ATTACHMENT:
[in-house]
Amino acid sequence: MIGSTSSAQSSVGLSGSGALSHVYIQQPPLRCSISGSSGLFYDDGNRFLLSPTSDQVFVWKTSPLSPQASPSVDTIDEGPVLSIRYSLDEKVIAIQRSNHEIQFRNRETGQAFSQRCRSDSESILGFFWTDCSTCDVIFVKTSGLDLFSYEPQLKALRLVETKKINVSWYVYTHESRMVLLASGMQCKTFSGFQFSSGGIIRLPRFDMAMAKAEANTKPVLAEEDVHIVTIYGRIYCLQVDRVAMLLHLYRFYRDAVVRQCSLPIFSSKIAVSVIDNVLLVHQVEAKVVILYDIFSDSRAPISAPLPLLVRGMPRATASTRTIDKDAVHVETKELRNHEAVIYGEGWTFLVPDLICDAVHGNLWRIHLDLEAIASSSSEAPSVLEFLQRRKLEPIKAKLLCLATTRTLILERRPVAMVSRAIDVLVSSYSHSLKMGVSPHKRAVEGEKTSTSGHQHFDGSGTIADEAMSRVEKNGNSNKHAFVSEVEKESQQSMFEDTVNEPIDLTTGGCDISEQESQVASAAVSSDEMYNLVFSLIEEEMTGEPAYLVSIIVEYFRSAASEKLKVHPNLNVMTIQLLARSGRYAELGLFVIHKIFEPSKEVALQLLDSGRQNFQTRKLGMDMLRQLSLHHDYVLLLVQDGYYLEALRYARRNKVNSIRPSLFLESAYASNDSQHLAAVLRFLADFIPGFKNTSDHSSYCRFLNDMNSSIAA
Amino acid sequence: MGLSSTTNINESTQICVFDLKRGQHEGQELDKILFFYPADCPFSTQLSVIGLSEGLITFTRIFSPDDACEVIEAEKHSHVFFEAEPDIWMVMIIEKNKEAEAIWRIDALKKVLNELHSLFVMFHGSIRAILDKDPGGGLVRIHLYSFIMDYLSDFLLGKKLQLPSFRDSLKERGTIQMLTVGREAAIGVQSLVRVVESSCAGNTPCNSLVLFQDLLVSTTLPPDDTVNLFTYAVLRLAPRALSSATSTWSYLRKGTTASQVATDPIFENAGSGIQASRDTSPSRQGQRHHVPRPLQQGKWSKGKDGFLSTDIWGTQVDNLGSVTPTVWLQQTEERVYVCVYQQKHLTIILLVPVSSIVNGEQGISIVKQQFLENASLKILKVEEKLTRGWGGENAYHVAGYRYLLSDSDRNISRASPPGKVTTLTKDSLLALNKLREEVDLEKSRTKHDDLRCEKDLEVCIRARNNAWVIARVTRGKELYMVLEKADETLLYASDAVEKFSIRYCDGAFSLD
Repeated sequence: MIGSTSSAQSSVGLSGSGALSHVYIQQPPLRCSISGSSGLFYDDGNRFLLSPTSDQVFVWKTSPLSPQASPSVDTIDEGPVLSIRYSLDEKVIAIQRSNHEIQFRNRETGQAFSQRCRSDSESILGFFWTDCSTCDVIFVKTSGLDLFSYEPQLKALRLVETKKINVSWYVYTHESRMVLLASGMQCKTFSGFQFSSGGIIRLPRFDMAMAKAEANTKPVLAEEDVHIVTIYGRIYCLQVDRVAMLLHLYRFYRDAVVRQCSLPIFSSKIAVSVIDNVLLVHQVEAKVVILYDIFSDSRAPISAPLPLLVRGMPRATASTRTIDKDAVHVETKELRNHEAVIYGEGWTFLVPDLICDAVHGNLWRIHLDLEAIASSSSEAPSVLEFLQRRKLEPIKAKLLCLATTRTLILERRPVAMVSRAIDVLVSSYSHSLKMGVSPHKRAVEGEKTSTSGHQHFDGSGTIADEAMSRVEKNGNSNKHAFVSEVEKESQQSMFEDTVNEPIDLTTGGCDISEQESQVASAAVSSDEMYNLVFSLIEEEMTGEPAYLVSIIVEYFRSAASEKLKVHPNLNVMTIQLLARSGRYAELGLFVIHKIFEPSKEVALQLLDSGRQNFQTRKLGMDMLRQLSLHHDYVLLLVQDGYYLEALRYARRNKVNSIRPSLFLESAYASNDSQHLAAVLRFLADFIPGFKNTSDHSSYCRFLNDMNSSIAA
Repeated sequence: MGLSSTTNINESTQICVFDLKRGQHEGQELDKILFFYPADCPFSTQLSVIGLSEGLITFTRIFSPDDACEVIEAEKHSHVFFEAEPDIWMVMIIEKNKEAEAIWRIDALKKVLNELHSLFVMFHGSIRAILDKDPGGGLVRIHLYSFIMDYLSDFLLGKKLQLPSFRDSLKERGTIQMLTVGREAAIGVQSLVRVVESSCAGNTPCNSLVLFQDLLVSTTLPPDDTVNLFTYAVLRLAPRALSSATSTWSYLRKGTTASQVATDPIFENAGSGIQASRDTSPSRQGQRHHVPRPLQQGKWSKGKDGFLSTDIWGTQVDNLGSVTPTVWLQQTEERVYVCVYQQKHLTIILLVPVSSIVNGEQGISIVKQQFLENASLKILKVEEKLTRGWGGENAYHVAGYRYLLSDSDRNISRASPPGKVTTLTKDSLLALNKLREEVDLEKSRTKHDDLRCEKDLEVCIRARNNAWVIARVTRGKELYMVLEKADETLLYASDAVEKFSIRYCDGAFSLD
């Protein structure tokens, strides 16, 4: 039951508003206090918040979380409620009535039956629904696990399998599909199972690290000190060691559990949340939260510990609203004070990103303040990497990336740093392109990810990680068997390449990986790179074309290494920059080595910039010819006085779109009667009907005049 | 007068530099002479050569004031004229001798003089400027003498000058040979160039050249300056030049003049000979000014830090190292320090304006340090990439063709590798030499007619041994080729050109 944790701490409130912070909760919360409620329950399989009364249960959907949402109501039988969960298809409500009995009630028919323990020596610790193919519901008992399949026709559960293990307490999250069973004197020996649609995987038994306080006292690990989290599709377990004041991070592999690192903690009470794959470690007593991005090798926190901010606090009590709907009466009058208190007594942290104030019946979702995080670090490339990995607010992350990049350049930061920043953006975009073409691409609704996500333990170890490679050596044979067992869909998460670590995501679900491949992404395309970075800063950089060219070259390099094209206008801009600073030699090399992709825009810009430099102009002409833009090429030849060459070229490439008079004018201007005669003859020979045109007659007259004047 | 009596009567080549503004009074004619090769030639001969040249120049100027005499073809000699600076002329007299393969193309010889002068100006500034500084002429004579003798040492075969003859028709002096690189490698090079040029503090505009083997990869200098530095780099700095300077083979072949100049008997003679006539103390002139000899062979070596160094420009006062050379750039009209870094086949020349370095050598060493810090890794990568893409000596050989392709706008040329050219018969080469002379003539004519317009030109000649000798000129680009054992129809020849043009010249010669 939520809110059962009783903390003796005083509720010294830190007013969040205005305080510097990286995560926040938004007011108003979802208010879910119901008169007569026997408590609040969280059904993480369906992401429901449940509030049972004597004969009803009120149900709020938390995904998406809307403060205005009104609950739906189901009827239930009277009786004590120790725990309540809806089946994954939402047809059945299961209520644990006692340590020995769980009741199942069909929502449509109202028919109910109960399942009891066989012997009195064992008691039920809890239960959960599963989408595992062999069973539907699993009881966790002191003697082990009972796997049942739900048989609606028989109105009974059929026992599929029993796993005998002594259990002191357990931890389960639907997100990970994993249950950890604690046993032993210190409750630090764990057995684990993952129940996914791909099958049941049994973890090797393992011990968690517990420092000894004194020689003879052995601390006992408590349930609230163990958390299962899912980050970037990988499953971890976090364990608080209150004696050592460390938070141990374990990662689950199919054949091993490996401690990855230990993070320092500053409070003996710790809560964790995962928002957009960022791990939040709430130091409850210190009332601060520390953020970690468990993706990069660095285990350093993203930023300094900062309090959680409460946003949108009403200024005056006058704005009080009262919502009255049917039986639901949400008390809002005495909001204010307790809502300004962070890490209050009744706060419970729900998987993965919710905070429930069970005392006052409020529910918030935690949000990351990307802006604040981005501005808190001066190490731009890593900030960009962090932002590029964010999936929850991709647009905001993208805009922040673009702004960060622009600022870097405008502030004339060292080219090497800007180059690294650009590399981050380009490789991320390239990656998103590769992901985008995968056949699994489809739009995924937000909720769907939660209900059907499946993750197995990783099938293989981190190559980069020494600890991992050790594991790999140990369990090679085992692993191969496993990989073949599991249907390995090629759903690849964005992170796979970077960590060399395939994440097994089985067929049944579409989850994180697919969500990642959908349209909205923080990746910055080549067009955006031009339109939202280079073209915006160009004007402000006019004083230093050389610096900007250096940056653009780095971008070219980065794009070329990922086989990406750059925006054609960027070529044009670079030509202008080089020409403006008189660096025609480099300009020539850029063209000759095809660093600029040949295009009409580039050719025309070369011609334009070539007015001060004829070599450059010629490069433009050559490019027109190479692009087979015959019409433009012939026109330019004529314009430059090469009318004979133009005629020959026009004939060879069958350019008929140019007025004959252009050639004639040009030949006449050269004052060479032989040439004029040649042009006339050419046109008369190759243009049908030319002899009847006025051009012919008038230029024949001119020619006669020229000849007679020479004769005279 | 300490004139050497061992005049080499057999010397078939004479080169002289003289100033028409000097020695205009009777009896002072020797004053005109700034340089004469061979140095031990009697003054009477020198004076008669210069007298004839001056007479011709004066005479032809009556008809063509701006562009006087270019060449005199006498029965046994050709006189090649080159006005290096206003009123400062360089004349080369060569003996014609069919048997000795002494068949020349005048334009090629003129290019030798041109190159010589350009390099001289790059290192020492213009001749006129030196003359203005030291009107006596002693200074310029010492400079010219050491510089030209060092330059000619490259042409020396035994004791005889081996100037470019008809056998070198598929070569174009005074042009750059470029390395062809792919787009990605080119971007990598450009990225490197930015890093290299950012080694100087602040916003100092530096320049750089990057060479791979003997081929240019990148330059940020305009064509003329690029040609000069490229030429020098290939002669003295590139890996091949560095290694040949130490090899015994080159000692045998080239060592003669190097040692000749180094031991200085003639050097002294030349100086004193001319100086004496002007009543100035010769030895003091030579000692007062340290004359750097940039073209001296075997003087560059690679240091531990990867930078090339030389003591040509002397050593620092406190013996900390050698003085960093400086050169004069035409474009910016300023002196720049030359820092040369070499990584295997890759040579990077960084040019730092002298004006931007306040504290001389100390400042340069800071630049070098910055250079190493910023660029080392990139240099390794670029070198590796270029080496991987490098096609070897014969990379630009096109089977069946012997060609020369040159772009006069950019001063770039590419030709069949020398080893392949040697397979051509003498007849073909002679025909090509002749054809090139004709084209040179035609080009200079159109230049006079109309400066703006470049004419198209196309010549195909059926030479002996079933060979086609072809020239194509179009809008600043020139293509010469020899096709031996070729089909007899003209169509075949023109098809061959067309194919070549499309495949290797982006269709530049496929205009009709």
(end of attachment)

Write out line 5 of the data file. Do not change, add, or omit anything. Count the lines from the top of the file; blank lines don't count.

Repeated sequence: MGLSSTTNINESTQICVFDLKRGQHEGQELDKILFFYPADCPFSTQLSVIGLSEGLITFTRIFSPDDACEVIEAEKHSHVFFEAEPDIWMVMIIEKNKEAEAIWRIDALKKVLNELHSLFVMFHGSIRAILDKDPGGGLVRIHLYSFIMDYLSDFLLGKKLQLPSFRDSLKERGTIQMLTVGREAAIGVQSLVRVVESSCAGNTPCNSLVLFQDLLVSTTLPPDDTVNLFTYAVLRLAPRALSSATSTWSYLRKGTTASQVATDPIFENAGSGIQASRDTSPSRQGQRHHVPRPLQQGKWSKGKDGFLSTDIWGTQVDNLGSVTPTVWLQQTEERVYVCVYQQKHLTIILLVPVSSIVNGEQGISIVKQQFLENASLKILKVEEKLTRGWGGENAYHVAGYRYLLSDSDRNISRASPPGKVTTLTKDSLLALNKLREEVDLEKSRTKHDDLRCEKDLEVCIRARNNAWVIARVTRGKELYMVLEKADETLLYASDAVEKFSIRYCDGAFSLD